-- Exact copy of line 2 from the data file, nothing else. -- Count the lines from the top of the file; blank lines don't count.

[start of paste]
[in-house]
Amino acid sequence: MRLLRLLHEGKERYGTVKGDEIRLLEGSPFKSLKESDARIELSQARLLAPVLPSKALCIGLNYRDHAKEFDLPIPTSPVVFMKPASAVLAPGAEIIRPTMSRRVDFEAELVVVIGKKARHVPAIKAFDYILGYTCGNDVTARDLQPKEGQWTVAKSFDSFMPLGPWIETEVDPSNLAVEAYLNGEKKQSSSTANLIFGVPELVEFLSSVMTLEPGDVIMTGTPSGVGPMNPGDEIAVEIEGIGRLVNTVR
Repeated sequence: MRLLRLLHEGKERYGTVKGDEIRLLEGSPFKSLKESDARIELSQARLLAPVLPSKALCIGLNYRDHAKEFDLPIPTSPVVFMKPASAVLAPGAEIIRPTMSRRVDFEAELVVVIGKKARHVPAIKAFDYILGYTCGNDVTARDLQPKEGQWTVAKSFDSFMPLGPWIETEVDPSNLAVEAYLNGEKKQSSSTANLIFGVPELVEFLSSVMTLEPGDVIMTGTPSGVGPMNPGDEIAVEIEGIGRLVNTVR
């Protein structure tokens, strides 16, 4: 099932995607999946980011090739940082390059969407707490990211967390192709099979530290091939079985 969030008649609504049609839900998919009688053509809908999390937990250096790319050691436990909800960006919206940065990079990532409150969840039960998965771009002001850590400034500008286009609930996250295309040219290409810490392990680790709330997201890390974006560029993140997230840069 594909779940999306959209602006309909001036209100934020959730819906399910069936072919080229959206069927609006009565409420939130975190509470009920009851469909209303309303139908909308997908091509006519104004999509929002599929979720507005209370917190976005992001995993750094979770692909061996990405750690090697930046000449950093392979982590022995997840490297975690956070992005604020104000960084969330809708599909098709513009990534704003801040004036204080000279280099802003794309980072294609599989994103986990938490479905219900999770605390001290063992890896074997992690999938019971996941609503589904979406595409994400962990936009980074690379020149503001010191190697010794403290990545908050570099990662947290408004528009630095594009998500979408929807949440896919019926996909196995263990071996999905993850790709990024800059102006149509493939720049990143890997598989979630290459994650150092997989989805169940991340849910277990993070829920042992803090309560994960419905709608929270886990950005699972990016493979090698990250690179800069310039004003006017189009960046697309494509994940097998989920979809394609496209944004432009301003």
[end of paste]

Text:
Amino acid sequence: MRLLRLLHEGKERYGTVKGDEIRLLEGSPFKSLKESDARIELSQARLLAPVLPSKALCIGLNYRDHAKEFDLPIPTSPVVFMKPASAVLAPGAEIIRPTMSRRVDFEAELVVVIGKKARHVPAIKAFDYILGYTCGNDVTARDLQPKEGQWTVAKSFDSFMPLGPWIETEVDPSNLAVEAYLNGEKKQSSSTANLIFGVPELVEFLSSVMTLEPGDVIMTGTPSGVGPMNPGDEIAVEIEGIGRLVNTVR